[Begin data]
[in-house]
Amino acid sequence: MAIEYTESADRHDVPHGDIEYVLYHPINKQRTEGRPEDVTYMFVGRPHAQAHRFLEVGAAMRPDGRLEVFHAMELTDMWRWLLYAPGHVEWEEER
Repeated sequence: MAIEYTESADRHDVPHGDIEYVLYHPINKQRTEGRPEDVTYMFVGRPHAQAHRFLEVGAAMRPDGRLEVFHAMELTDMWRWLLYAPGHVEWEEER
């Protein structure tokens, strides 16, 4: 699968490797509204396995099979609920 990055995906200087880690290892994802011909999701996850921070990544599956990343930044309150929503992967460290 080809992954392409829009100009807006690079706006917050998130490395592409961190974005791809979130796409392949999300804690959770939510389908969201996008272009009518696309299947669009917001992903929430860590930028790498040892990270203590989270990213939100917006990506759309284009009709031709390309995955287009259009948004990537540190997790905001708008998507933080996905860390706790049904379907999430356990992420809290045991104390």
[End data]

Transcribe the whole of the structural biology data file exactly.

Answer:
[in-house]
Amino acid sequence: MAIEYTESADRHDVPHGDIEYVLYHPINKQRTEGRPEDVTYMFVGRPHAQAHRFLEVGAAMRPDGRLEVFHAMELTDMWRWLLYAPGHVEWEEER
Repeated sequence: MAIEYTESADRHDVPHGDIEYVLYHPINKQRTEGRPEDVTYMFVGRPHAQAHRFLEVGAAMRPDGRLEVFHAMELTDMWRWLLYAPGHVEWEEER
């Protein structure tokens, strides 16, 4: 699968490797509204396995099979609920 990055995906200087880690290892994802011909999701996850921070990544599956990343930044309150929503992967460290 080809992954392409829009100009807006690079706006917050998130490395592409961190974005791809979130796409392949999300804690959770939510389908969201996008272009009518696309299947669009917001992903929430860590930028790498040892990270203590989270990213939100917006990506759309284009009709031709390309995955287009259009948004990537540190997790905001708008998507933080996905860390706790049904379907999430356990992420809290045991104390």